Or so BFI likes to call him. At any rate, this is the 127th birthday of this legendary director, a man who kept his life so private that one biographer questioned if Lang’s first wife (#1 of 3 marriages) even existed.
Born in Vienna, Lang was raised Roman Catholic. Upon finishing high school he briefly attended Vienna’s College of Technology, but decided to drop out and spend a few years travelling across Europe, Asia, and Africa. Eventually he settled in Paris to study painting, but was interrupted by the beginning of WWI. During his service in Austria’s army, he fought in Russia and Romania and was wounded three times. It was while recovering from these injuries that he began writing stories for films.
Beginning as a scenario writer, he was soon directing for Germany’s UFA studio, just in time to witness the surge of German Expressionism. He acquired a knack for creating entertaining films that still had art house sensibilities, helped by the partnership of his second wife, screenwriter Thea von Harbou. The two would collaborate on his most famous films, including the mighty classic Metropolis (1927).
In the 1930s Lang was growing uneasy with the rise of the Nazis. When they banned his film The Testament of Dr. Mabuse (1933), he decided to emigrate to Paris (he and Thea would divorce, since she was loyal to the Nazis and wanted to remain in Germany). Eventually he settled in Hollywood, where he made dramas and film noir, one of the most famous being The Big Heat (1953). He stopped directing in 1960 due to growing blindness, and would pass away from a stroke in 1976.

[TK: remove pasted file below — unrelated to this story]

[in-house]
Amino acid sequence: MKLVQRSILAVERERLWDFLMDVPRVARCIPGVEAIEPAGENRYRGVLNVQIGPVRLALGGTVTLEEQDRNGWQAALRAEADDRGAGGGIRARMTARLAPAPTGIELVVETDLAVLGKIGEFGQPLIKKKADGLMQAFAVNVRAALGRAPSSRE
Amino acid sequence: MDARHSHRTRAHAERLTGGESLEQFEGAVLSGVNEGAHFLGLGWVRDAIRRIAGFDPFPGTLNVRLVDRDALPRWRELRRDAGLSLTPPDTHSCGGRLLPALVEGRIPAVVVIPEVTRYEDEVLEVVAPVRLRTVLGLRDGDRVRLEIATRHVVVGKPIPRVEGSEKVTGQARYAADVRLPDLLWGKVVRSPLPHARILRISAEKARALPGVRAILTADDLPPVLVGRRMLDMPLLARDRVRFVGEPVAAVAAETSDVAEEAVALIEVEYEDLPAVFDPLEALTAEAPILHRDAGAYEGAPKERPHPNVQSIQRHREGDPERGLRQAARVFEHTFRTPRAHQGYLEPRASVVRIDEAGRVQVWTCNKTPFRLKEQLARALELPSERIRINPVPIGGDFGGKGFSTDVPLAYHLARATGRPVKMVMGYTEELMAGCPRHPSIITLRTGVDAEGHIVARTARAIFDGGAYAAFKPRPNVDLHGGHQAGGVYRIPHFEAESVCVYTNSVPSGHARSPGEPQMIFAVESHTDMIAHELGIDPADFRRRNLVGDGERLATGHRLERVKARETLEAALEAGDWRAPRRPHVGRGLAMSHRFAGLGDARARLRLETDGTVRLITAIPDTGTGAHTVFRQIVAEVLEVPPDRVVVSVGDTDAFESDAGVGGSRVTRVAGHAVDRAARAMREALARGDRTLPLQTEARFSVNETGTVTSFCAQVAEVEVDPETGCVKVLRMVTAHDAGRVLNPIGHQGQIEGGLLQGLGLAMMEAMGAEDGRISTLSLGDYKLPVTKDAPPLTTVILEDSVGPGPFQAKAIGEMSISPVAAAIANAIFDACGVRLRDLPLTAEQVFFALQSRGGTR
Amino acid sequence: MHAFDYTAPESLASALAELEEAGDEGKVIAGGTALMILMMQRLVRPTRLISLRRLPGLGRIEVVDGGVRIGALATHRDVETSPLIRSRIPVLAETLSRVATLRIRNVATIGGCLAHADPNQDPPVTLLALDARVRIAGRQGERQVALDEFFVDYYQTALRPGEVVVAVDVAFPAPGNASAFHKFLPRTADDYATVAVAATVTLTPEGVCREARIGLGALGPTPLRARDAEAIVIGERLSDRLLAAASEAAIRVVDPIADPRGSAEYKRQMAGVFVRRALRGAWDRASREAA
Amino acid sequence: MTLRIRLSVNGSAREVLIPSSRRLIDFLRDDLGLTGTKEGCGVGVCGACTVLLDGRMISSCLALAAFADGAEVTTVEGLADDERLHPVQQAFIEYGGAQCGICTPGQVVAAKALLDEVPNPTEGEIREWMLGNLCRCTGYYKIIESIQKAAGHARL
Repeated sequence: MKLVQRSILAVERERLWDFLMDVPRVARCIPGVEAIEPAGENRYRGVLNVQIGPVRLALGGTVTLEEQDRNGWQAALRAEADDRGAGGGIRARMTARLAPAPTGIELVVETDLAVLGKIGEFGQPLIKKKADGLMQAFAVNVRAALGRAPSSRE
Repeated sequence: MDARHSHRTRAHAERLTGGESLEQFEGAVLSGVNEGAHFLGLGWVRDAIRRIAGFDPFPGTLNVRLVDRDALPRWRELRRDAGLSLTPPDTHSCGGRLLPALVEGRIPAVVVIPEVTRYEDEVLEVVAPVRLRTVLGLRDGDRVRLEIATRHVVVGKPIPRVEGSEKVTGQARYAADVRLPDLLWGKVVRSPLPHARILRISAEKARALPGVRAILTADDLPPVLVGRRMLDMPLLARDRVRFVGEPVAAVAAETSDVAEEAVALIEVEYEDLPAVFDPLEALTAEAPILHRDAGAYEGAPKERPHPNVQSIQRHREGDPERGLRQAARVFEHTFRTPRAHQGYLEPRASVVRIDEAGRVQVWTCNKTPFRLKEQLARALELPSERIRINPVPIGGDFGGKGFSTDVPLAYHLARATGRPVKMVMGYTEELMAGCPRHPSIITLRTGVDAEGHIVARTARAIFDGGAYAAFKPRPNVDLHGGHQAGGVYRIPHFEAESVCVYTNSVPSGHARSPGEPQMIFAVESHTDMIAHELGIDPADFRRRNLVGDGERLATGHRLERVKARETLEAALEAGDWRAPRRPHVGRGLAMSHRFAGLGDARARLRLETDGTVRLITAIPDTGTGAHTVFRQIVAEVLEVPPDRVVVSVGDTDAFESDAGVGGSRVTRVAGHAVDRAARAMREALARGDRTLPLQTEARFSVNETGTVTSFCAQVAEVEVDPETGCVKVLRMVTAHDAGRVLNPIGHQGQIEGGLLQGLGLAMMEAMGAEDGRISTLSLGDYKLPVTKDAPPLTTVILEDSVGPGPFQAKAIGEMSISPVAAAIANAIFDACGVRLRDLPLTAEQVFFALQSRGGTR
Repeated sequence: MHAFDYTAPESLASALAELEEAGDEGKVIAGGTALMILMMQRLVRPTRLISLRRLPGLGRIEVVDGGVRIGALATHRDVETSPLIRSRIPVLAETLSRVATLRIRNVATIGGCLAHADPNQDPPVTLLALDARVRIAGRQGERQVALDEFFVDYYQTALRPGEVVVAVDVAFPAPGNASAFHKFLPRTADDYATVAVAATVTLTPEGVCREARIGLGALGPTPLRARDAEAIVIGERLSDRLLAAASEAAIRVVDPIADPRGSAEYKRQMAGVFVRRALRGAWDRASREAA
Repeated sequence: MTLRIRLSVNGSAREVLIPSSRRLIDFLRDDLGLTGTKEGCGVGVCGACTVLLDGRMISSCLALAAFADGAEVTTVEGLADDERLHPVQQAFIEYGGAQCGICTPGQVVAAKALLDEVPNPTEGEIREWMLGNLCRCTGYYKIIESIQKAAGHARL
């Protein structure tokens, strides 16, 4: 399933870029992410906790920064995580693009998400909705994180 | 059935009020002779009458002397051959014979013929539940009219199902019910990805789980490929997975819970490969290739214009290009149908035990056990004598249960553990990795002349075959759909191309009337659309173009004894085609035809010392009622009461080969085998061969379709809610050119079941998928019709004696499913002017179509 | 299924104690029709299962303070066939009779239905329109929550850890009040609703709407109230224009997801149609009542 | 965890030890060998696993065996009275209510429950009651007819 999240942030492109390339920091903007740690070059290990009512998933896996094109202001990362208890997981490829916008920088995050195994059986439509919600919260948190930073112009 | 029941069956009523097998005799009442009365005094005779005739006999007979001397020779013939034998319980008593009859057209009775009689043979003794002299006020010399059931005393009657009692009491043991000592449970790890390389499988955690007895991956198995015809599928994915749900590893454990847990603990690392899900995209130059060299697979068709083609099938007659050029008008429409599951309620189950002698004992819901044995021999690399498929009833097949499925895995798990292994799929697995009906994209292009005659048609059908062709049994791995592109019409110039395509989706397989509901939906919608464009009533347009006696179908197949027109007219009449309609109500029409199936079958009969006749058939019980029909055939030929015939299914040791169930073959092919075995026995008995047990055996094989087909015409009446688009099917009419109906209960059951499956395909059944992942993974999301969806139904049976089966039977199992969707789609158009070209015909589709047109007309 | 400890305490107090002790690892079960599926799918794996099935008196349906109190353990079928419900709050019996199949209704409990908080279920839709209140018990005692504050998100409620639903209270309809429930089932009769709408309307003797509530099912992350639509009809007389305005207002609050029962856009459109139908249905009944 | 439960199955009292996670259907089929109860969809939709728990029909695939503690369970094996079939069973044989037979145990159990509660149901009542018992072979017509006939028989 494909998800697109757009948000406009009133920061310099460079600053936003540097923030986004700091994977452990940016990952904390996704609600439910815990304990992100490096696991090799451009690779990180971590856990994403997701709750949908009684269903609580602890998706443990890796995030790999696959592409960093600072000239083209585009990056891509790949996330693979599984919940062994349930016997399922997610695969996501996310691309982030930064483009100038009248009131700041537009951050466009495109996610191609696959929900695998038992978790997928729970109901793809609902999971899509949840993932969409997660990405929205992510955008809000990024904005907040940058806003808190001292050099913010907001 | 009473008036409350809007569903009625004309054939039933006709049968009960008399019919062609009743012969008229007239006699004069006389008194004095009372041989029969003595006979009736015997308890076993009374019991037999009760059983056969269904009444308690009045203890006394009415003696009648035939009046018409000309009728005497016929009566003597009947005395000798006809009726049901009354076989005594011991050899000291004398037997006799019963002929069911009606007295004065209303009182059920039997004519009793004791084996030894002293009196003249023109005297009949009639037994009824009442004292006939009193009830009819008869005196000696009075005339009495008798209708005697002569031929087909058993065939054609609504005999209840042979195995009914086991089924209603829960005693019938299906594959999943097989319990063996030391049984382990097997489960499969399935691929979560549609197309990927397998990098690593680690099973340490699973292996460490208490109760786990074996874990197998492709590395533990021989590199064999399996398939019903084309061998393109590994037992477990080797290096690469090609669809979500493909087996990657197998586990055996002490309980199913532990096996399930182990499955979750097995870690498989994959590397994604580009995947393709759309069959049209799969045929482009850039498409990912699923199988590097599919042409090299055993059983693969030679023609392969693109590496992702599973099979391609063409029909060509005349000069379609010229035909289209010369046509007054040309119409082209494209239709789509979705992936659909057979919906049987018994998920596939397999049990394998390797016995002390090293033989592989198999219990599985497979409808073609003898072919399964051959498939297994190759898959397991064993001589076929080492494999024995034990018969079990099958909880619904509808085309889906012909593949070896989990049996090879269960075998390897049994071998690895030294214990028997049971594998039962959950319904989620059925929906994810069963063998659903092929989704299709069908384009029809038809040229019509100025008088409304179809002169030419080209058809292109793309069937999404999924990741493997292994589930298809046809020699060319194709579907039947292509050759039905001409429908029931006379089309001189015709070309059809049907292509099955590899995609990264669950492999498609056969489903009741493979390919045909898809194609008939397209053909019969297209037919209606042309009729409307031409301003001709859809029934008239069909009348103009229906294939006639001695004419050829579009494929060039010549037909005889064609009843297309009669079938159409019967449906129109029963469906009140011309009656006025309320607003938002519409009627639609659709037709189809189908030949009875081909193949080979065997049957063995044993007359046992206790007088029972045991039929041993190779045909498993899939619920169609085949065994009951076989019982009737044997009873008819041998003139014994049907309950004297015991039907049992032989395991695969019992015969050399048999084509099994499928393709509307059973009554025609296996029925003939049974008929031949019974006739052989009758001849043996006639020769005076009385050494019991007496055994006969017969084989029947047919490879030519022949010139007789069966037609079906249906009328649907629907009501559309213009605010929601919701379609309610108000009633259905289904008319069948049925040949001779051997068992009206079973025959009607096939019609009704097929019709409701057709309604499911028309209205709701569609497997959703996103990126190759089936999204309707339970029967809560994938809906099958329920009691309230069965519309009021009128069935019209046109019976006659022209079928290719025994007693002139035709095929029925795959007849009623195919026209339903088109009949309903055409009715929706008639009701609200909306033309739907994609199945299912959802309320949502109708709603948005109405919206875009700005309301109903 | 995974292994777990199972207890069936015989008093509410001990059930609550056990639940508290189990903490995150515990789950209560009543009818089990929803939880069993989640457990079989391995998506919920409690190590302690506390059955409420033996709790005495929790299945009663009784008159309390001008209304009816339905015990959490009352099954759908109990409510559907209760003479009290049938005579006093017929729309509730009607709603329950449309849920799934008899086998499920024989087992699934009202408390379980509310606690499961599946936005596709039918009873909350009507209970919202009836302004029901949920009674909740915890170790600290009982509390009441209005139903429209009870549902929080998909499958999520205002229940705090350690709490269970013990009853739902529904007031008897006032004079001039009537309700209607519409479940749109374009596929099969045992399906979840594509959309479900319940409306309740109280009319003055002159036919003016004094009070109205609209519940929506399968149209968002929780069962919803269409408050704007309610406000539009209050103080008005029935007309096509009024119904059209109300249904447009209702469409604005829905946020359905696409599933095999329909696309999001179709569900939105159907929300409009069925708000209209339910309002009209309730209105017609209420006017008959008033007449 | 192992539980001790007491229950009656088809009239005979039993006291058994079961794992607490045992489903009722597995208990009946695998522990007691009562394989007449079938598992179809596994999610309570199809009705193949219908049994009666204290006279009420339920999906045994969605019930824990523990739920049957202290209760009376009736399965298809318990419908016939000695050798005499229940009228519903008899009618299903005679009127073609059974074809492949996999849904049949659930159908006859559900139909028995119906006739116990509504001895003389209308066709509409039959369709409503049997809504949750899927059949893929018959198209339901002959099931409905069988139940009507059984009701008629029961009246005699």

In real life, Lang was the poster boy for the obsessive, egomaniacal German film director stereotype, demanding perfection with every take and pushing his actors to practically sadistic extremes. He apparently forced the young extras in the flooding scenes of Metropolis to stay in the cold water for hours, and was said to have shoved Peter Lorre down a flight of stairs to add “authenticity” to a rough scene in M (1931). Some actors refused to work with him at all. He even wore a freaking monocle, switching to an eyepatch in his later years.
Well, fortunately for us Lang’s mind-blowing films have outlasted his reign of tyranny. And today I’m wishing him a tentatively cheerful “Alles Gute zum Geburstag!”